Practical Applications and Analysis of Pathogenicity and Growth Inhibition of the Bacterial Sweet Potato Pathogen Streptomyces ipomoeae

Robert Carver, Clark, Christopher A.  |  7/20/2011 8:57:19 PM

ACCESSION NO: 0206883 SUBFILE: CRIS
PROJ NO: LAB93806 AGENCY: NIFA LA.B
PROJ TYPE: HATCH PROJ STATUS: NEW
START: 01 JUL 2006 TERM: 30 JUN 2011 FY: 2010

INVESTIGATOR: Pettis, G. S.; Clark, C. A.; LaBonte, D. L.

PERFORMING INSTITUTION:
PLANT PATHOLOGY & CROP PHYSIOL
LOUISIANA STATE UNIVERSITY
BATON ROUGE, LOUISIANA 70893

PRACTICAL APPLICATIONS AND ANALYSIS OF PATHOGENICITY AND GROWTH INHIBITION OF THE BACTERIAL SWEET POTATO PATHOGEN STREPTOMYCES IPOMOEAE.

CLASSIFICATION
KA Subject Science Pct
201 1450 1040 25
212 1450 1100 50
215 1450 1100 25

CLASSIFICATION HEADINGS: R201 . Plant Genome, Genetics, and Genetic Mechanisms; S1450 . Sweet potato; F1040 . Molecular biology; R212 . Pathogens and Nematodes Affecting Plants; F1100 . Bacteriology; R215 . Biological Control of Pests Affecting Plants

BASIC 50% APPLIED 50% DEVELOPMENTAL 000%

NON-TECHNICAL SUMMARY: Little information is known as to how the bacterium Streptomyces ipomoeae causes soil rot disease of sweet potatoes. Meanwhile, sweet potato production in Louisiana and elsewhere is solely dependent on the use of soil-rot-resistant cultivars, whose resistance phenotype remains uncharacterized and which are identified only after lengthy field studies. Here, the mechanism(s) by which S. ipomoeae causes soil rot will be analyzed, and useful applications will be developed, including an efficient method of screening for soil-rot-resistant cultivars and creation of avirulent S. ipomoeae mutants that offer potential benefits to sweet potato growth. Sweet potato genes involved in soil-rot-resistance will also be identified, and an alternative method of soil rot prevention will be developed.

OBJECTIVES: We will construct stable S. ipomoeae mutants using recently cloned loci believed to be essential for production of the phytotoxin thaxtomin C. The mutants will be tested for thaxtomin C production, for virulence on sweet potato storage and fibrous roots, and, if found to be avirulent, for potentially beneficial nonpathogenic colonization of sweet potato plants. We will also develop a reliable, fast and cost-effective in vitro screening method for soil rot resistance. Candidate genes of potential importance to soil rot resistance in storage and/or fibrous roots of sweet potato will be identified by using microarray analysis. Finally, we will isolate a second inhibitory substance that is specific for sensitive S. ipomoeae strains as well as clone the cognate genes for this inhibitor.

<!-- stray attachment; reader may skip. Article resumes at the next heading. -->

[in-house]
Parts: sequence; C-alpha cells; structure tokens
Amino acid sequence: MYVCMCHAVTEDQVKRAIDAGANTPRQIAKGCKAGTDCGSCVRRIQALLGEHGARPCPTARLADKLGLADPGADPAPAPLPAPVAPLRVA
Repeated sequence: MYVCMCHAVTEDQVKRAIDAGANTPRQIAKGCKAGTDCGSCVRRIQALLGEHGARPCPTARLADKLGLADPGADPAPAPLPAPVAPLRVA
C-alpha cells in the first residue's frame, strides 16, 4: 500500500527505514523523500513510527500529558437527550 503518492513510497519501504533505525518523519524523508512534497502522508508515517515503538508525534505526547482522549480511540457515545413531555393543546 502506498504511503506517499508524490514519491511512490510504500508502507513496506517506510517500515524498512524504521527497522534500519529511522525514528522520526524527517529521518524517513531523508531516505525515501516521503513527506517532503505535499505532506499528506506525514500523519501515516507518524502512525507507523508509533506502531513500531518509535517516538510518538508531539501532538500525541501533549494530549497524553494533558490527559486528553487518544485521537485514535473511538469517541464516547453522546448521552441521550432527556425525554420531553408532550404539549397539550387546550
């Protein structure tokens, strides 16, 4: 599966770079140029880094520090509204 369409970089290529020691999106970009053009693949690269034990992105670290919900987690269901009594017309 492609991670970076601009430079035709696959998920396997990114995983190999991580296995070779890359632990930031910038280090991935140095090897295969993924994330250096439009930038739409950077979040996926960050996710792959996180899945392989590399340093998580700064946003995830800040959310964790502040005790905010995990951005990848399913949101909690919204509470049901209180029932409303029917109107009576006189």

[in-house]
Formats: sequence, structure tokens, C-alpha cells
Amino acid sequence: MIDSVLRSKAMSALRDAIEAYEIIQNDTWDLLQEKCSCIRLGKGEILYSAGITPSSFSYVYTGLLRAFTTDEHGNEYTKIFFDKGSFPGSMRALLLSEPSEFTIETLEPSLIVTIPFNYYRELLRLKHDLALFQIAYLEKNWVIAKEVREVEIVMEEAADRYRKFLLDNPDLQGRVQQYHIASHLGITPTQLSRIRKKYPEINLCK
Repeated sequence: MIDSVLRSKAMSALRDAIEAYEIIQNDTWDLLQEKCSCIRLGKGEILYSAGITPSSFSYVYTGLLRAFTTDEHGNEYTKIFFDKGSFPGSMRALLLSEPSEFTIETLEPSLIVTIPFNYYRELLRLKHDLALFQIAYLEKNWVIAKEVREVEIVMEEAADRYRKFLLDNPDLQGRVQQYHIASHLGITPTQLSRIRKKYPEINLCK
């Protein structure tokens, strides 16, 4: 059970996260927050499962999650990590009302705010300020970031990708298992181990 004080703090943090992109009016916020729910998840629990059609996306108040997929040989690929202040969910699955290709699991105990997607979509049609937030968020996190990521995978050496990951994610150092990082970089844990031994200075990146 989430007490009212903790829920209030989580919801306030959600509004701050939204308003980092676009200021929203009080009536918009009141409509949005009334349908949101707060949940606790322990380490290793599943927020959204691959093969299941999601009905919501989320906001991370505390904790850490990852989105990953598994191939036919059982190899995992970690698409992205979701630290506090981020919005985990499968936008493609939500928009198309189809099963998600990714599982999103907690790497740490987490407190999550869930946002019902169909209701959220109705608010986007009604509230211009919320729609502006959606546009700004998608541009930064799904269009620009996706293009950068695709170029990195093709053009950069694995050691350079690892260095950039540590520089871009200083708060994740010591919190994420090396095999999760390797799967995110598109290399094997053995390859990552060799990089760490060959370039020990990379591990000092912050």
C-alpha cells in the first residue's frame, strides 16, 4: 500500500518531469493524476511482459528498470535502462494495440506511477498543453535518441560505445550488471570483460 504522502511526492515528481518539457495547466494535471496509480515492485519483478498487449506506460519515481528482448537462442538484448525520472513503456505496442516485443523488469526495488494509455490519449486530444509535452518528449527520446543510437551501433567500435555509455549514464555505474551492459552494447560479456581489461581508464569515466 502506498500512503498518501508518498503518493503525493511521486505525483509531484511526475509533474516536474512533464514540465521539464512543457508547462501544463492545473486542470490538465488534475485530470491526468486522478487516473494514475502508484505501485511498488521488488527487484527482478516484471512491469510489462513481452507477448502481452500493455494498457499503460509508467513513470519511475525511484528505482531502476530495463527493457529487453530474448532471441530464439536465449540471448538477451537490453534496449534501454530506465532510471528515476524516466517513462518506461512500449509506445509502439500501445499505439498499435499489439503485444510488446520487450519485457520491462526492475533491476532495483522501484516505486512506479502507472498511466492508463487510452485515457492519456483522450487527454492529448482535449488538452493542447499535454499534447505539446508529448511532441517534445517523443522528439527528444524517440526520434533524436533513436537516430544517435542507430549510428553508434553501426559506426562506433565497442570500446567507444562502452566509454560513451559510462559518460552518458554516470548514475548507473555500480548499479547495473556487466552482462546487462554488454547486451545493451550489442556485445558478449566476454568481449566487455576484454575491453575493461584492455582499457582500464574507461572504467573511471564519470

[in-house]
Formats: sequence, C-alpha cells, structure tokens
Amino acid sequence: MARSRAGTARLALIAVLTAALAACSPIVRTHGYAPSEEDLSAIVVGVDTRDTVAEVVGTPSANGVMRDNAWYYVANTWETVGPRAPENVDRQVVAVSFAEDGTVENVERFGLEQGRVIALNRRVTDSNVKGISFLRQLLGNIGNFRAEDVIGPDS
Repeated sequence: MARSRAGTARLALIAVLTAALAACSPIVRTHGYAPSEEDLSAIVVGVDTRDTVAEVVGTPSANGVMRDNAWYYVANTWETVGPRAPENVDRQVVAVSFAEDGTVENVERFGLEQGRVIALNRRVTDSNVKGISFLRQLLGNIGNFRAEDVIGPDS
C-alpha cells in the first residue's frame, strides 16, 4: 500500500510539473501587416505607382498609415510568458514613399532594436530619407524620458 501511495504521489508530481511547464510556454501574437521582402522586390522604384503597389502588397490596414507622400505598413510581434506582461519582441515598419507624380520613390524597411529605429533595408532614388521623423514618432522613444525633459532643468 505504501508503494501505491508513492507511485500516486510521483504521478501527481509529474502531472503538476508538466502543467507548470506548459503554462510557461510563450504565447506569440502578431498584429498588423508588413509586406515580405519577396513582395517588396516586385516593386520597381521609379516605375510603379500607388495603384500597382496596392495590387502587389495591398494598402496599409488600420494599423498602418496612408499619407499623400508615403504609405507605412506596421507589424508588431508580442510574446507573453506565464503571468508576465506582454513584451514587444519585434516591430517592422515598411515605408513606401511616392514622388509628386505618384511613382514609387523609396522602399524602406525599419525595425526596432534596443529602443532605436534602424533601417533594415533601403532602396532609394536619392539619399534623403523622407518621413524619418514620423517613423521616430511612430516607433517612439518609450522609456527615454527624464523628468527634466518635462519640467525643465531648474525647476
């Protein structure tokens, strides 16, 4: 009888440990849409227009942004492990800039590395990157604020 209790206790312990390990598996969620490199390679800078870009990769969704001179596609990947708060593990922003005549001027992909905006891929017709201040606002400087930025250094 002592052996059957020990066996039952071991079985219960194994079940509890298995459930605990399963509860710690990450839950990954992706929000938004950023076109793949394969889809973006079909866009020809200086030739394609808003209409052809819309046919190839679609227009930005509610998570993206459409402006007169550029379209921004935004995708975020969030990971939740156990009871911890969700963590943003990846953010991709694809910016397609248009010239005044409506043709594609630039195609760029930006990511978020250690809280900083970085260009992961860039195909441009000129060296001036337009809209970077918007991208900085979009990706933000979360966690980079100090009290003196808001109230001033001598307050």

APPROACH: We have recently cloned and sequenced the biosynthetic gene cluster that is likely to be responsible for production of the phytotoxin thaxtomin C from S. ipomoeae. To construct specific mutants of this gene cluster, which is the basis of our first objective, individual genes will be replaced with an antibiotic resistance gene cassette, and these constructs will be introduced back into S. ipomoeae. Following appropriate recombination, genetically stable mutants will be tested for thaxtomin production and virulence on fibrous and storage roots of sweet potatoes. If the S. ipomoeae mutants are avirulent, we will explore the possibility that they can still colonize sweet potato roots and thus potentially contribute beneficially to the growth of sweet potatoes. A plasmid encoding a modified form of green fluorescent protein (GFP) will be introduced into the mutants, and the roots of sweet potato plants that have been exposed to S. ipomoeae mutants carrying GFP plasmid sequences will be analyzed by using laser scanning confocal microscopy. For development of an in vitro screening assay for soil rot resistance (i.e., our second objective), plantlets from a variety of resistant or sensitive sweet potato cultivars will be grown on agar media containing various concentrations of thaxtomin C, which we will purify either from S. ipomoeae itself or possibly from a heterologous streptomycete host that contains the cloned thaxtomin C gene cluster. As an alternative, we will also test the growth of plantlets on agar media that has been seeded with individual S. ipomoeae strains. For our third objective, we will use the technology of microarray analysis to identify genes important for soil rot resistance in sweet potatoes. The fibrous and storage roots of resistant and sensitive cultivars will be exposed to pathogenic S. ipomoeae bacteria, and RNA will be isolated from relevant plant tissue samples and used to make fluorescently labeled complementary DNA (cDNA). A given microarray hybridization will involve a single sweet potato cultivar (resistant or sensitive), and will compare RNA isolated from plants that were exposed to S. ipomoeae versus control plants that were not exposed. The ratios of induction or repression for a particular cultivar will then be compared to those of other cultivars, and statistically significant differences in expression between sensitive and resistant cultivars will be evaluated. The fourth and final objective will involve isolation of a substance that is produced by some S. ipomoeae strains which is inhibitory to other strains of this same bacterial species. We previously isolated a separate interstrain inhibitory substance and, based on our previous analysis of S. ipomoeae interstrain reactions, these compounds together will inhibit the growth of potentially all S. ipomoeae strains. In addition to isolation of the additional inhibitor we will also clone the genes responsible for its production either by using colony blot hybridization of a relevant S. ipomoeae genomic cosmid library, or by screening that library for inhibitor production using a heterologous streptomycete host.